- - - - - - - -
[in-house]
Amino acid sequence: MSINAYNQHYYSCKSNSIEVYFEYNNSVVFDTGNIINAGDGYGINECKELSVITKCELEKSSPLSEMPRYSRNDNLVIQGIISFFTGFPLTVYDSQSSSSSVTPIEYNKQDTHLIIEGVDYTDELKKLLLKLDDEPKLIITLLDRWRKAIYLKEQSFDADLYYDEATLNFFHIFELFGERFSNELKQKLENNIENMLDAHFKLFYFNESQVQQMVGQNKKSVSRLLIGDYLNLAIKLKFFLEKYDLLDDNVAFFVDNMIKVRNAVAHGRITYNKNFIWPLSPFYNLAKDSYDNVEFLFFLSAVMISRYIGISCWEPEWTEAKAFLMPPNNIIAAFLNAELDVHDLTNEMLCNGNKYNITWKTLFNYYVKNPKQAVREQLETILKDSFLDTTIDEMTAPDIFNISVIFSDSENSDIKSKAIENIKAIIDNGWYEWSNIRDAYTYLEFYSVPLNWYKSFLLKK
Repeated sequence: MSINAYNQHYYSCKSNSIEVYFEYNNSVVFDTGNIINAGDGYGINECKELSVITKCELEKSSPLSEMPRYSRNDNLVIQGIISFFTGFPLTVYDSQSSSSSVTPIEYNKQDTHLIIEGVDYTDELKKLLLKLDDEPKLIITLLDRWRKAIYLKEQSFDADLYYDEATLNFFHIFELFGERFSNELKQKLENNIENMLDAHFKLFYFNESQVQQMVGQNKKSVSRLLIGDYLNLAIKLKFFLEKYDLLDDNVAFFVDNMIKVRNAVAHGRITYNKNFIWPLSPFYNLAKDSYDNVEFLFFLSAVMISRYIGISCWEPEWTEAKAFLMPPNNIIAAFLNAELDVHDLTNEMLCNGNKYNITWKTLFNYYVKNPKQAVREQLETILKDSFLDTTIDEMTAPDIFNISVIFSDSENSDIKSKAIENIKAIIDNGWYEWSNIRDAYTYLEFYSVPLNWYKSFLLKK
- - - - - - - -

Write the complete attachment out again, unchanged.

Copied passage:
[in-house]
Amino acid sequence: MSINAYNQHYYSCKSNSIEVYFEYNNSVVFDTGNIINAGDGYGINECKELSVITKCELEKSSPLSEMPRYSRNDNLVIQGIISFFTGFPLTVYDSQSSSSSVTPIEYNKQDTHLIIEGVDYTDELKKLLLKLDDEPKLIITLLDRWRKAIYLKEQSFDADLYYDEATLNFFHIFELFGERFSNELKQKLENNIENMLDAHFKLFYFNESQVQQMVGQNKKSVSRLLIGDYLNLAIKLKFFLEKYDLLDDNVAFFVDNMIKVRNAVAHGRITYNKNFIWPLSPFYNLAKDSYDNVEFLFFLSAVMISRYIGISCWEPEWTEAKAFLMPPNNIIAAFLNAELDVHDLTNEMLCNGNKYNITWKTLFNYYVKNPKQAVREQLETILKDSFLDTTIDEMTAPDIFNISVIFSDSENSDIKSKAIENIKAIIDNGWYEWSNIRDAYTYLEFYSVPLNWYKSFLLKK
Repeated sequence: MSINAYNQHYYSCKSNSIEVYFEYNNSVVFDTGNIINAGDGYGINECKELSVITKCELEKSSPLSEMPRYSRNDNLVIQGIISFFTGFPLTVYDSQSSSSSVTPIEYNKQDTHLIIEGVDYTDELKKLLLKLDDEPKLIITLLDRWRKAIYLKEQSFDADLYYDEATLNFFHIFELFGERFSNELKQKLENNIENMLDAHFKLFYFNESQVQQMVGQNKKSVSRLLIGDYLNLAIKLKFFLEKYDLLDDNVAFFVDNMIKVRNAVAHGRITYNKNFIWPLSPFYNLAKDSYDNVEFLFFLSAVMISRYIGISCWEPEWTEAKAFLMPPNNIIAAFLNAELDVHDLTNEMLCNGNKYNITWKTLFNYYVKNPKQAVREQLETILKDSFLDTTIDEMTAPDIFNISVIFSDSENSDIKSKAIENIKAIIDNGWYEWSNIRDAYTYLEFYSVPLNWYKSFLLKK